FTC settles with Celsius on UDAP violations. On July 13, the Federal Trade Commission (FTC) announced a settlement of its lawsuit against Celsius Network of claims for UDAP (unfair and deceptive acts and practices) and Gramm-Leach-Bliley (GLB) violations. The settlement "will permanently ban [Celsius] from handling consumers' assets" and enters judgment in favor of the FTC in the amount of $4.72 billion which judgment is suspended based upon compliance with various conditions. The settlement does not dismiss charges against three former executives of Celsius – Alexander Mashinsky, Shlomi Daniel Leon, and Hanoch "Nuke" Goldstein - for UDAP and GLB violations based on "tricking consumers into transferring cryptocurrency onto the platform by falsely promising that deposits would be safe and always available."


Kraken ordered to comply with IRS John Doe summons. In the case of US v. Payward Ventures, Inc., 2023 WL 4303653 (USDC ND Calif. June 30, 2023), a California court held that Payward Ventures, Inc. (aka Kraken) must turn over user information to the IRS in response to a John Doe summons served on Kraken in 2021; however the court limited the scope of the summons to meet the legal requirement that such summons be "narrowly tailored" to seek information that pertains to the failure of an ascertainable group of Kraken platform users to comply with US tax code.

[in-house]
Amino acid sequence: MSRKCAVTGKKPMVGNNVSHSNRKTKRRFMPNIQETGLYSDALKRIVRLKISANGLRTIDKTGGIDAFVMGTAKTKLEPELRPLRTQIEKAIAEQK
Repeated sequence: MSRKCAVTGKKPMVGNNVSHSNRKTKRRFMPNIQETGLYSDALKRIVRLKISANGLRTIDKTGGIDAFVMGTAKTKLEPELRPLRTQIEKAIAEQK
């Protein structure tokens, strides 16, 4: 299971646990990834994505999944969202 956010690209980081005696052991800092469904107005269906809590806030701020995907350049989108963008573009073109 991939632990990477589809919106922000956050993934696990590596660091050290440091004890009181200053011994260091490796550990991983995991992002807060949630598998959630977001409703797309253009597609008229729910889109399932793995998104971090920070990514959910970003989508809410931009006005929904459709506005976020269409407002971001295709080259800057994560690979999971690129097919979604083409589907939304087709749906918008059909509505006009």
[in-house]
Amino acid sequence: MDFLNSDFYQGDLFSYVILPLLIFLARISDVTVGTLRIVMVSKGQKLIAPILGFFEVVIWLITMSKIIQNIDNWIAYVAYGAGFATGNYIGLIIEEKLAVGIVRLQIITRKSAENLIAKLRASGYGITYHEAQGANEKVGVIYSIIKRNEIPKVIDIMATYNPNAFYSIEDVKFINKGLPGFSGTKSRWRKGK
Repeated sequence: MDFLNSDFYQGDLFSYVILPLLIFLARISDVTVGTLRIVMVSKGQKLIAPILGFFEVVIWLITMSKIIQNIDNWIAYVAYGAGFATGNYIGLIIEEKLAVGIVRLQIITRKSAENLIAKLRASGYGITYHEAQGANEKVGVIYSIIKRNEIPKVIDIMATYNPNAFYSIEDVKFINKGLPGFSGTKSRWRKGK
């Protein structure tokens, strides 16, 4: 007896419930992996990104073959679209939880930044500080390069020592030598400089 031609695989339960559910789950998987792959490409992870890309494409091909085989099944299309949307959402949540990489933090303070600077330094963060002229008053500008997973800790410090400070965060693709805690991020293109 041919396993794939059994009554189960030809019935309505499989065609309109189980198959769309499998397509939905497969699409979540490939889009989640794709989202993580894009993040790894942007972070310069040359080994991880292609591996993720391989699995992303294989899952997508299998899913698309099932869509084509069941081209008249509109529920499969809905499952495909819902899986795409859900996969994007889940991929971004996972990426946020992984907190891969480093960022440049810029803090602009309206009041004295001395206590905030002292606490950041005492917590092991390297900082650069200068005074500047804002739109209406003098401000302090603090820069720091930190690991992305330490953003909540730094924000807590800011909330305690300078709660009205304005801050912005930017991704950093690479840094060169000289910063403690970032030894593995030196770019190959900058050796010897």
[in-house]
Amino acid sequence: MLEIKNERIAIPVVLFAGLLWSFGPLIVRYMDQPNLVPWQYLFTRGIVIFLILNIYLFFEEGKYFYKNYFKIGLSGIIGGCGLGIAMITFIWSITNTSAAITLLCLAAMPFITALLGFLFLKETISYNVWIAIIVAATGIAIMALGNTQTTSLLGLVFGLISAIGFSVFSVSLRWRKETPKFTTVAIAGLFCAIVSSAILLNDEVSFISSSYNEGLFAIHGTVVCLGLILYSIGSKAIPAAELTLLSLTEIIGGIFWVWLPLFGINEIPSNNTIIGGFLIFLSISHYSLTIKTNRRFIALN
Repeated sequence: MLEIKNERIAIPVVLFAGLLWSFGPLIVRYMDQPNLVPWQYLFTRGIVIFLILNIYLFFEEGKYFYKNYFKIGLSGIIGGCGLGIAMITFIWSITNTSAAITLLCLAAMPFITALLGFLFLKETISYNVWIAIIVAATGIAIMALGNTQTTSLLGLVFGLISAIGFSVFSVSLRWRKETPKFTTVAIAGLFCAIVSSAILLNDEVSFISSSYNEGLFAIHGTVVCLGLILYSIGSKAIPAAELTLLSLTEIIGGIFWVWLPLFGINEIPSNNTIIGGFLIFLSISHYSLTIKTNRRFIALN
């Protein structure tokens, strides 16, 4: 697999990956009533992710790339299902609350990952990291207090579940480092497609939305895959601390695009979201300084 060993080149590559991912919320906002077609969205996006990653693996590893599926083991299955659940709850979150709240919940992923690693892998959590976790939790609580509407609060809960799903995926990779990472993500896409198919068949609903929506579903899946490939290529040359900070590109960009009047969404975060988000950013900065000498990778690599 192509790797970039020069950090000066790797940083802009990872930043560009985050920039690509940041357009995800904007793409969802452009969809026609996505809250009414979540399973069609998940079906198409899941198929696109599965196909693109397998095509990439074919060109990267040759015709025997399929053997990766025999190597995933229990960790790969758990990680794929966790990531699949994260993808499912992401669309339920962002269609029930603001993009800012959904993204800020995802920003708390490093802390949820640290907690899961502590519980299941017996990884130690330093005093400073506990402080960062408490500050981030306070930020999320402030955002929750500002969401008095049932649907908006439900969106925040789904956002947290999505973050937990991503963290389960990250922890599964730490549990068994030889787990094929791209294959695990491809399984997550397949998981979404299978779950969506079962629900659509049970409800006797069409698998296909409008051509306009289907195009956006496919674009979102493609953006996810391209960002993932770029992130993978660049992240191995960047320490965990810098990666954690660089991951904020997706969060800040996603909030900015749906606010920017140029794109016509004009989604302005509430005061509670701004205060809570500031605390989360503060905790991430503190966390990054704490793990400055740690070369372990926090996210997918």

FDIC asserts OKCoin violated the Federal Deposit Insurance Act. On June 15, the Federal Deposit Insurance Corporation (FDIC) issued a letter to the CEO of OKCoin USA Inc. asserting that OKCoin and its senior executives have made false and misleading statements concerning the exchange's insured status. Specifically, the letter identifies OKCoin advertising stating that it is "Licensed across the US with FDIC insurance on OKCoin accounts" and "OKCoin provides FDIC insurance for all USD deposits," among other improper statements. The FDIC demands immediate corrective action, including the removal of all false and misleading statements. According to the letter, "OKCoin is not FDIC-insured and the FDIC does not insure non-deposit products. By not distinguishing between US-dollar deposits and crypto assets, the statements imply FDIC insurance coverage applies to all customer funds (including crypto assets). In addition, the FDIC does not insure or endorse particular blockchains."



Nevada NFID issues order against Prime Trust. On July 14, a Nevada court approved a cease and desist order issued by the Nevada Department of Business and Industry Financial Institutions Division (NFDI) on June 21 against Prime Trust, LLC and its related entities, a state-chartered trust company serving as a custodian for crypto firms. The court appointed a receiver for Prime Trust and impounded all of Prime Trust's assets, including cryptocurrency. The NFID asserted that it found Prime Trust's "overall financial condition … has considerably deteriorated to a critically deficient level," with a negative $12.1 million stockholders' equity position. The NFID also alleged that Prime Trust "materially and willfully breached its fiduciary duties to its customers" when it became "unable to honor customer withdrawals due to a shortfall of customer funds." As a result of these violations, the NFID alleged that Prime Trust lacks the necessary equity to operate as a trust under Nevada law. The court ordered Prime Trust to appear on August 22 and show cause why the relief requested by the NFID should not be permanently granted.